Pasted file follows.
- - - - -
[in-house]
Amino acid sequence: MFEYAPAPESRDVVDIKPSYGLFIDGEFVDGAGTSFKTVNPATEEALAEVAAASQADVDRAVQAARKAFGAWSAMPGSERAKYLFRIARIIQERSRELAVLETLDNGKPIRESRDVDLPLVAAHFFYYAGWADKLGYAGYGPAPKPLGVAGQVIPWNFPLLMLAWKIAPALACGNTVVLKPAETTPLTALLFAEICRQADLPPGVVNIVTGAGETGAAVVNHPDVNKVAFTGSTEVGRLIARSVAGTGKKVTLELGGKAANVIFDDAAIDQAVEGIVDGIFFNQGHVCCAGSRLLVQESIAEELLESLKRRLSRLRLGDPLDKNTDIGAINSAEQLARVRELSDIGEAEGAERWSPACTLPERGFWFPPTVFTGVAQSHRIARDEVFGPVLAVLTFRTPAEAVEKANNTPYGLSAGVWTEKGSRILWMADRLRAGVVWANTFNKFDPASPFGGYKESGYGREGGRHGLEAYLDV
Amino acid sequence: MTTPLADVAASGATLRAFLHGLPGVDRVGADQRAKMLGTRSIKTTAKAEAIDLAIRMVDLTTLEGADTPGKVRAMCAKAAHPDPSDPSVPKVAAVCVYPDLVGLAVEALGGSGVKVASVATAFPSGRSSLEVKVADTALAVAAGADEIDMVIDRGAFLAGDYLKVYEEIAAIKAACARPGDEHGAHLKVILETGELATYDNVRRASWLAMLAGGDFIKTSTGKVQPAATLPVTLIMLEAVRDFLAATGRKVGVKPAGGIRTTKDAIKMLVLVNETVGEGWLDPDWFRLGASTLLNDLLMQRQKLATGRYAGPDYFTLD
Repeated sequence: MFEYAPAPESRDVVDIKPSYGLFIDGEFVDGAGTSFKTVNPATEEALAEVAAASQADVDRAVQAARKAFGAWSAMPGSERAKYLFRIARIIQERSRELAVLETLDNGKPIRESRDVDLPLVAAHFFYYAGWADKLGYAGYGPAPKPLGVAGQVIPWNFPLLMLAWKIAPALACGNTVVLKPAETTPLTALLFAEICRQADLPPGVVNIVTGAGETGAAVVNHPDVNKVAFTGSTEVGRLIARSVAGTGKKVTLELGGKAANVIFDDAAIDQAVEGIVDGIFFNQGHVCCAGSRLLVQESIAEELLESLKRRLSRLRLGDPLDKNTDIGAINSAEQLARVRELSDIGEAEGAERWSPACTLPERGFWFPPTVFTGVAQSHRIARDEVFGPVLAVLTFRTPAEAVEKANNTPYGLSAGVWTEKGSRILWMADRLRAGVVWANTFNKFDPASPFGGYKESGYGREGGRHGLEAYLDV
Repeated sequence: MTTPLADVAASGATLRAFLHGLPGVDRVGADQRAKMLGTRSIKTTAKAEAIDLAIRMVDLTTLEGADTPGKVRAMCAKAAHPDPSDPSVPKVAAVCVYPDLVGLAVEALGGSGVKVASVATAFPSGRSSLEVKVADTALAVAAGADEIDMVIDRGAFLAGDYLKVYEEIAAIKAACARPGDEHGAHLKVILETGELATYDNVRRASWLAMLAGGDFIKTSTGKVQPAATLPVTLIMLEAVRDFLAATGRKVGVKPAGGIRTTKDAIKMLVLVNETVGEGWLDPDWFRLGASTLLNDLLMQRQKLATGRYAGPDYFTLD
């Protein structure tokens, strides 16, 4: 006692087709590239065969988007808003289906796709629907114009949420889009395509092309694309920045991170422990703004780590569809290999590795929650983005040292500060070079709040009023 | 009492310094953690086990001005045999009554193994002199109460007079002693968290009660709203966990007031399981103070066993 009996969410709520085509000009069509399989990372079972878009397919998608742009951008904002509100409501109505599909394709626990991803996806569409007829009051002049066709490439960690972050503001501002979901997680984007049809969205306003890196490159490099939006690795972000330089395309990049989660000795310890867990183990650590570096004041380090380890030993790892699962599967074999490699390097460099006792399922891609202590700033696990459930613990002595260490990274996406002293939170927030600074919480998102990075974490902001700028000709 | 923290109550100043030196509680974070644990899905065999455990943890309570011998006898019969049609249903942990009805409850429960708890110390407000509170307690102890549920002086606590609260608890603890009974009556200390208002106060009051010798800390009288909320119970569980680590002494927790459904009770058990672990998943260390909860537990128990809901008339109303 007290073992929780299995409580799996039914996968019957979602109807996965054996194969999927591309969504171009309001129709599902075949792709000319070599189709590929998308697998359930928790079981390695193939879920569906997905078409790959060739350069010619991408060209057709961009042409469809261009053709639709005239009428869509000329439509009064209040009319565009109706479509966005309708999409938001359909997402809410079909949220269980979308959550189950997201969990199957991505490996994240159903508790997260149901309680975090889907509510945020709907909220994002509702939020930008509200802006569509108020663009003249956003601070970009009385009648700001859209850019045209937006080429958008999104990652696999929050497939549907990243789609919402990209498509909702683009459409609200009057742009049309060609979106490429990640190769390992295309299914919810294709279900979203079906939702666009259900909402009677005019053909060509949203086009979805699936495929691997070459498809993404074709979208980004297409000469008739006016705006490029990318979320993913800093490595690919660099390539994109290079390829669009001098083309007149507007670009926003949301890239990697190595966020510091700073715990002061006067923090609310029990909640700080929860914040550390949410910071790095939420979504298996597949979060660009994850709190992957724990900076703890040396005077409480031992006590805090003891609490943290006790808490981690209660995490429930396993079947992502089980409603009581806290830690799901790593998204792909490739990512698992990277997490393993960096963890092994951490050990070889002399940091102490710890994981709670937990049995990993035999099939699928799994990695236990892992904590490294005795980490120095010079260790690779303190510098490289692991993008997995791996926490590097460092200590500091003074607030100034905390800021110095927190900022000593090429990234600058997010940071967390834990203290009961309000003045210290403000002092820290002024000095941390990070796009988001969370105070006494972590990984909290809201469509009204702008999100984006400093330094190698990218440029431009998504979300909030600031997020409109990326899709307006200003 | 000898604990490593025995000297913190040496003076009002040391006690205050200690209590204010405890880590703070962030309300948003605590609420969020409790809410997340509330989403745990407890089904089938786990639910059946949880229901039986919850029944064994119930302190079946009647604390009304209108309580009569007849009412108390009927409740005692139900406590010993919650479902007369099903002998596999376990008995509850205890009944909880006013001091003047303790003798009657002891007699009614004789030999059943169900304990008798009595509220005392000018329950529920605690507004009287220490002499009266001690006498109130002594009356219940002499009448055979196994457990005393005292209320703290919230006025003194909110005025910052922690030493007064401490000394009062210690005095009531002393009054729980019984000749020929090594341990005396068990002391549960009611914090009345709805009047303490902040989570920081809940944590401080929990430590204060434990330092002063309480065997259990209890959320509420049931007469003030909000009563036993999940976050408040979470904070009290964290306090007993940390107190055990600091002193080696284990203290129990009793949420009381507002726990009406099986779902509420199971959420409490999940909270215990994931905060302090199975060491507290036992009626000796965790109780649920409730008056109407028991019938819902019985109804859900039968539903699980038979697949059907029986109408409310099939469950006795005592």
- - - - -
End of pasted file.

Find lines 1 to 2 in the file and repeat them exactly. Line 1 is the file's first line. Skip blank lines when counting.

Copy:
[in-house]
Amino acid sequence: MFEYAPAPESRDVVDIKPSYGLFIDGEFVDGAGTSFKTVNPATEEALAEVAAASQADVDRAVQAARKAFGAWSAMPGSERAKYLFRIARIIQERSRELAVLETLDNGKPIRESRDVDLPLVAAHFFYYAGWADKLGYAGYGPAPKPLGVAGQVIPWNFPLLMLAWKIAPALACGNTVVLKPAETTPLTALLFAEICRQADLPPGVVNIVTGAGETGAAVVNHPDVNKVAFTGSTEVGRLIARSVAGTGKKVTLELGGKAANVIFDDAAIDQAVEGIVDGIFFNQGHVCCAGSRLLVQESIAEELLESLKRRLSRLRLGDPLDKNTDIGAINSAEQLARVRELSDIGEAEGAERWSPACTLPERGFWFPPTVFTGVAQSHRIARDEVFGPVLAVLTFRTPAEAVEKANNTPYGLSAGVWTEKGSRILWMADRLRAGVVWANTFNKFDPASPFGGYKESGYGREGGRHGLEAYLDV